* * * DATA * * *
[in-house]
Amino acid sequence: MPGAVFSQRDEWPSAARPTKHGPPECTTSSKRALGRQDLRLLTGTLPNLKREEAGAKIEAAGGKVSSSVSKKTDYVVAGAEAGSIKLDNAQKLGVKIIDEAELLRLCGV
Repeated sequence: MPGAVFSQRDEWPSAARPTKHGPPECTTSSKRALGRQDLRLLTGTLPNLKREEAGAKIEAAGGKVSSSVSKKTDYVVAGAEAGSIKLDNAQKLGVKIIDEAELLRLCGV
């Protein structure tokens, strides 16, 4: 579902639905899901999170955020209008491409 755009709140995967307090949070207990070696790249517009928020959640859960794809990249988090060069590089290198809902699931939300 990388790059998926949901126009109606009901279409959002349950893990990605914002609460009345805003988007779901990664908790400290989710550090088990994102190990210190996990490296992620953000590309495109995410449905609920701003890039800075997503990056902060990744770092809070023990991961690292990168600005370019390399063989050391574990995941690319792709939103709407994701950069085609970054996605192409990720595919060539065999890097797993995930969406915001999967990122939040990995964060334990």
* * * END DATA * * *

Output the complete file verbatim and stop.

[in-house]
Amino acid sequence: MPGAVFSQRDEWPSAARPTKHGPPECTTSSKRALGRQDLRLLTGTLPNLKREEAGAKIEAAGGKVSSSVSKKTDYVVAGAEAGSIKLDNAQKLGVKIIDEAELLRLCGV
Repeated sequence: MPGAVFSQRDEWPSAARPTKHGPPECTTSSKRALGRQDLRLLTGTLPNLKREEAGAKIEAAGGKVSSSVSKKTDYVVAGAEAGSIKLDNAQKLGVKIIDEAELLRLCGV
């Protein structure tokens, strides 16, 4: 579902639905899901999170955020209008491409 755009709140995967307090949070207990070696790249517009928020959640859960794809990249988090060069590089290198809902699931939300 990388790059998926949901126009109606009901279409959002349950893990990605914002609460009345805003988007779901990664908790400290989710550090088990994102190990210190996990490296992620953000590309495109995410449905609920701003890039800075997503990056902060990744770092809070023990991961690292990168600005370019390399063989050391574990995941690319792709939103709407994701950069085609970054996605192409990720595919060539065999890097797993995930969406915001999967990122939040990995964060334990």